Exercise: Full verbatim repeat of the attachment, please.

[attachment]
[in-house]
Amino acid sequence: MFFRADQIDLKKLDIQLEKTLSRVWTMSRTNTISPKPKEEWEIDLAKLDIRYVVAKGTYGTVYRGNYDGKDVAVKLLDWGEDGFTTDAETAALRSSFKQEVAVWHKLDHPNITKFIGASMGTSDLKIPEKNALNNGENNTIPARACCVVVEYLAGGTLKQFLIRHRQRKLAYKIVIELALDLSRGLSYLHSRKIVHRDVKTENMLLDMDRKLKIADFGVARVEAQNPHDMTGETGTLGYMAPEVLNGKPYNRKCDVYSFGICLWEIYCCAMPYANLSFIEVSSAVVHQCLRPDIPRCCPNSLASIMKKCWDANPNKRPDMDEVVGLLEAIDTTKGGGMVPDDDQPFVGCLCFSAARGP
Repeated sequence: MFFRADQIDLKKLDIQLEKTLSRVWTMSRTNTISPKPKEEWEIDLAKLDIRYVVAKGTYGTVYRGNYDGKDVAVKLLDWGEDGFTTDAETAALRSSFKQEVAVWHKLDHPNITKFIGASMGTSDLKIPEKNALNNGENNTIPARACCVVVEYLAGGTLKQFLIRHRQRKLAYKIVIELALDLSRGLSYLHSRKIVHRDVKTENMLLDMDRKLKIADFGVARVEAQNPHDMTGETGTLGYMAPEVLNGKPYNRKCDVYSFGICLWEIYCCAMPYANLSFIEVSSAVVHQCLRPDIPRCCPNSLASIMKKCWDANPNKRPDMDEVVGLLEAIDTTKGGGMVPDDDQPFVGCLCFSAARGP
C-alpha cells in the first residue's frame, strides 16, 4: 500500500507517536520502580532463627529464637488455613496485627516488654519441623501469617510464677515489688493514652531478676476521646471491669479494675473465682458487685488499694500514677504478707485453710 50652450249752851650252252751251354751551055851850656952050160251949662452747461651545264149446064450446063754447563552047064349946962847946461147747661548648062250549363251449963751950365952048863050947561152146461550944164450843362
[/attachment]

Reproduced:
[in-house]
Amino acid sequence: MFFRADQIDLKKLDIQLEKTLSRVWTMSRTNTISPKPKEEWEIDLAKLDIRYVVAKGTYGTVYRGNYDGKDVAVKLLDWGEDGFTTDAETAALRSSFKQEVAVWHKLDHPNITKFIGASMGTSDLKIPEKNALNNGENNTIPARACCVVVEYLAGGTLKQFLIRHRQRKLAYKIVIELALDLSRGLSYLHSRKIVHRDVKTENMLLDMDRKLKIADFGVARVEAQNPHDMTGETGTLGYMAPEVLNGKPYNRKCDVYSFGICLWEIYCCAMPYANLSFIEVSSAVVHQCLRPDIPRCCPNSLASIMKKCWDANPNKRPDMDEVVGLLEAIDTTKGGGMVPDDDQPFVGCLCFSAARGP
Repeated sequence: MFFRADQIDLKKLDIQLEKTLSRVWTMSRTNTISPKPKEEWEIDLAKLDIRYVVAKGTYGTVYRGNYDGKDVAVKLLDWGEDGFTTDAETAALRSSFKQEVAVWHKLDHPNITKFIGASMGTSDLKIPEKNALNNGENNTIPARACCVVVEYLAGGTLKQFLIRHRQRKLAYKIVIELALDLSRGLSYLHSRKIVHRDVKTENMLLDMDRKLKIADFGVARVEAQNPHDMTGETGTLGYMAPEVLNGKPYNRKCDVYSFGICLWEIYCCAMPYANLSFIEVSSAVVHQCLRPDIPRCCPNSLASIMKKCWDANPNKRPDMDEVVGLLEAIDTTKGGGMVPDDDQPFVGCLCFSAARGP
C-alpha cells in the first residue's frame, strides 16, 4: 500500500507517536520502580532463627529464637488455613496485627516488654519441623501469617510464677515489688493514652531478676476521646471491669479494675473465682458487685488499694500514677504478707485453710 50652450249752851650252252751251354751551055851850656952050160251949662452747461651545264149446064450446063754447563552047064349946962847946461147747661548648062250549363251449963751950365952048863050947561152146461550944164450843362